Depression “Lets Talk”
As the world is celebrating world healthy today, under the theme “depression – let’s talk”. Many people are unaware of consequences and effects of depression.
In South Africa, people who are suffering from depression are afraid to come out and seek treatment because of stigma and discrimination they will face from the family and community at large.
Some specifically in Africa they consult witch doctors, herbalist for help instead of seeking medical treatment at established institutions.
Depression (clinical depression or depressive disorder) is a major contributor to the worldwide burden of disease and affects people in all communities across the world.
Depression is a common mental illness characterized by persistent sadness and a loss of interest in activities that people normally enjoy, accompanied by an inability to carry out daily activities for a longer period. Moreover, depression often comes with symptoms of anxiety.
Dr. Jo Borrill of Clinical Research Manager, Mental Health Foundation describes depression as a range of moods – from low spirits to a severe problem that interferes with everyday life.
The condition is an overwhelming feeling that makes you feel unable to cope in life and thinking hopeless about the future.
People suffering from depression normally have several of the following symptoms such as a change in appetite, sleeping more, loss of energy, feelings of worthlessness, hopelessness, and thoughts of self-harm or suicide
It is important to note that symptoms of depression they vary from age, gender etc.
In a survey carried out in 17 countries by the World Mental Health Survey, the organization found that an average of 1 in 20 people is suffering from depression and about 350 million, people in the world suffer from depression.
Furthermore, in a report issued out by World Health Organization (WHO) state that one million lives have lost yearly due to depression, which translates to 3000 suicide deaths every day. For every person who completes a suicide, 20 or more may attempt to end his or her life.
“Depression is also an important risk factor for suicide, which claims hundreds of thousands of lives each year,” said the Director of the Department of Mental Health and Substance Abuse at WHO Dr Shekhar Saxena
With these alarming figures, WHO has embarked on an awareness campaign to encourage governments to re-think their approach to mental illness.
Depression increases the risk of substance use disorders and diseases such as diabetes and heart disease; the opposite is also true, meaning that people with these other conditions have a higher risk of depression.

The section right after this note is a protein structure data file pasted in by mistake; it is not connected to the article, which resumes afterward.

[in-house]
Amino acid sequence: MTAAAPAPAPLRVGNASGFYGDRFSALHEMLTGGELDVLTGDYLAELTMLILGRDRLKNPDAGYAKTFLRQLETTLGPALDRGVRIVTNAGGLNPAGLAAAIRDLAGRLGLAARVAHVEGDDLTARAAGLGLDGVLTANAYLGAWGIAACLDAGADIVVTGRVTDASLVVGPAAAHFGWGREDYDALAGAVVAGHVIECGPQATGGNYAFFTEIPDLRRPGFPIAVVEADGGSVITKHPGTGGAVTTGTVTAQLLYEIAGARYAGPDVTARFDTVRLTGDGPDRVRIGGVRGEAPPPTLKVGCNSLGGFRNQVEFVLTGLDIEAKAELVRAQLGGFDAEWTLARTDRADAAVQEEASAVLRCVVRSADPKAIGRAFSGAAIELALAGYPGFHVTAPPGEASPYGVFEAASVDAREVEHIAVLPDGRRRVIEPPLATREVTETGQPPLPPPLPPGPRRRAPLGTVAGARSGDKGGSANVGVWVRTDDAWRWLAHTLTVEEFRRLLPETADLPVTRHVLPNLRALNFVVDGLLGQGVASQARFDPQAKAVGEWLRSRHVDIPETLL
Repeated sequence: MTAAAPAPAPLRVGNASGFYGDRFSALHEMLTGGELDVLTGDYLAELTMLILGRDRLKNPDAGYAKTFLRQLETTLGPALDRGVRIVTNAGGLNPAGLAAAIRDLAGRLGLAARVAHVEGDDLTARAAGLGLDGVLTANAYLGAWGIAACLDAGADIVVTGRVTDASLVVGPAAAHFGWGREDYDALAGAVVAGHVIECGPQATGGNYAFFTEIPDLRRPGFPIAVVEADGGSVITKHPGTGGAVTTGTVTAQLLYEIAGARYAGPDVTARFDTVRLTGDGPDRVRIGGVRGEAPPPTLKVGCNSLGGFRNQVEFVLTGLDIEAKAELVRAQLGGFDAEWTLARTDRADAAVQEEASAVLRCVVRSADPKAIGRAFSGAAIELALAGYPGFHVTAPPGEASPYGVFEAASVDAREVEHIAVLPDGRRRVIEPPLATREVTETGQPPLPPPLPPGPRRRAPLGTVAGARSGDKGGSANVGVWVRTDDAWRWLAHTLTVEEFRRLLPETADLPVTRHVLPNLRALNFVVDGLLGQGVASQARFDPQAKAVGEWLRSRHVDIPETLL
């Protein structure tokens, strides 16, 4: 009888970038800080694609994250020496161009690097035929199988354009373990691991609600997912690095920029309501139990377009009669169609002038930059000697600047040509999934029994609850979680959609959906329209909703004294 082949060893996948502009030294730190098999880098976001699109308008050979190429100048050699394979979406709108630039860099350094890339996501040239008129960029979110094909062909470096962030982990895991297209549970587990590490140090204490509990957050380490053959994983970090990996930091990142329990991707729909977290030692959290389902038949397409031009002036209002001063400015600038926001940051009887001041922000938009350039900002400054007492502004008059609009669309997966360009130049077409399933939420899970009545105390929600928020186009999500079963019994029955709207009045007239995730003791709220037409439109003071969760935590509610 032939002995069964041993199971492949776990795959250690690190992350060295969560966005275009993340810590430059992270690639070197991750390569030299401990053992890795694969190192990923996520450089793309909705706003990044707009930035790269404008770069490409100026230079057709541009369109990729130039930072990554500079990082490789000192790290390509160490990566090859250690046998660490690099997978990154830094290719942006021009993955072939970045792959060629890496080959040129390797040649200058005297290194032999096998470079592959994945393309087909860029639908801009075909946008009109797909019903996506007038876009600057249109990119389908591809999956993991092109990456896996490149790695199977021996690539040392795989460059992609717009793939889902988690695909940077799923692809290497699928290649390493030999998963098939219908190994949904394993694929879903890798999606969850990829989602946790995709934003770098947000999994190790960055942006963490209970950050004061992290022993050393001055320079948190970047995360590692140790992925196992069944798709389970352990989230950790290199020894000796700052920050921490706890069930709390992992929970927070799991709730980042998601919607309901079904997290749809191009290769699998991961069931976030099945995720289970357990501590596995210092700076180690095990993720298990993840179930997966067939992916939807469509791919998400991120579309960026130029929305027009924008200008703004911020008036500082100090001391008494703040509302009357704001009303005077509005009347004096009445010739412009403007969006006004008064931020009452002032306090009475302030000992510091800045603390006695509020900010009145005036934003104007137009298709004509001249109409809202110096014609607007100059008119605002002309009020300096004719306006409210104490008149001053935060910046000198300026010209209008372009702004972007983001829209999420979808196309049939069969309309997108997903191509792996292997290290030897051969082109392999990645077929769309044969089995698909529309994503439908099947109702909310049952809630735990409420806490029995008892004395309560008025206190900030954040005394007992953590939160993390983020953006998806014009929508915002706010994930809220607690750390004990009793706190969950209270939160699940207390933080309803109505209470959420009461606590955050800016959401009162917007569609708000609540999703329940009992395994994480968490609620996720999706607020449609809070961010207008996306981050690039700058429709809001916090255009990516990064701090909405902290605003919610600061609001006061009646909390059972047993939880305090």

However, they are some specific types of depression that have been identified in the past years such persistent depressive disorder, bipolar disorder, seasonal affective disorder, postnatal depression
- Persistent depressive disorder also called dysthymia
The symptoms of this depression are depressed mood, loss of interest and enjoyment, and increased fatigability. A person suffering from persistent depressive disorder may have episodes of major depression along with periods of less severe symptoms, but symptoms must last for two years in order to be considered a persistent depressive disorder.
- Bipolar affective disorder
This typically consists of both manic and depressive episodes separated by periods of normal mood. A diagnosis of bipolar disorder means that you have both ‘high’ and ‘low’ mood swings, along with changes in thoughts, emotions and physical health. This is also referred to as manic episodes, it involves elevated mood and increased energy, resulting in over-activity, pressure of speech and decreased need for sleep
- Postnatal depression
Many mothers have ‘the baby blues’ soon after the birth of their baby, but it usually passes after a day or two. Postnatal depression is a much more serious problem and can occur anytime between two weeks and two years after the birth. (See Understanding postnatal depression.) • Bipolar disorder (manic depression)
- Seasonal affective disorder (SAD)
This is seasonal depression, which is related to day length. It usually comes on in the autumn and winter, when days are short and the sun is low in the sky and gets better as the days get longer and brighter.
However, it is important to note that depression is a curable mental condition; even the most severe cases are can be treated. The earlier treatment begins the more effective it is.
Depression can be treated with medications, psychotherapy, or a combination of the two. If these treatments do not reduce symptoms, electroconvulsive therapy (ECT) and other brain stimulation therapies may be options to explore.
Most people see an improvement in their symptoms when treated with these above medical treatments.
Antidepressants can be a very effective form of treatment for moderate-severe depression but are not the first line of treatment for cases of mild or sub-threshold depression.
Many doctors recommend self-help as an important approach to help people with depression.
“A better understanding of depression and how it can be treated, while essential, is just the beginning. What needs to follow is sustained scale-up of mental health services accessible to everyone, even the most remote populations in the world,” said Dr. Saxena said that: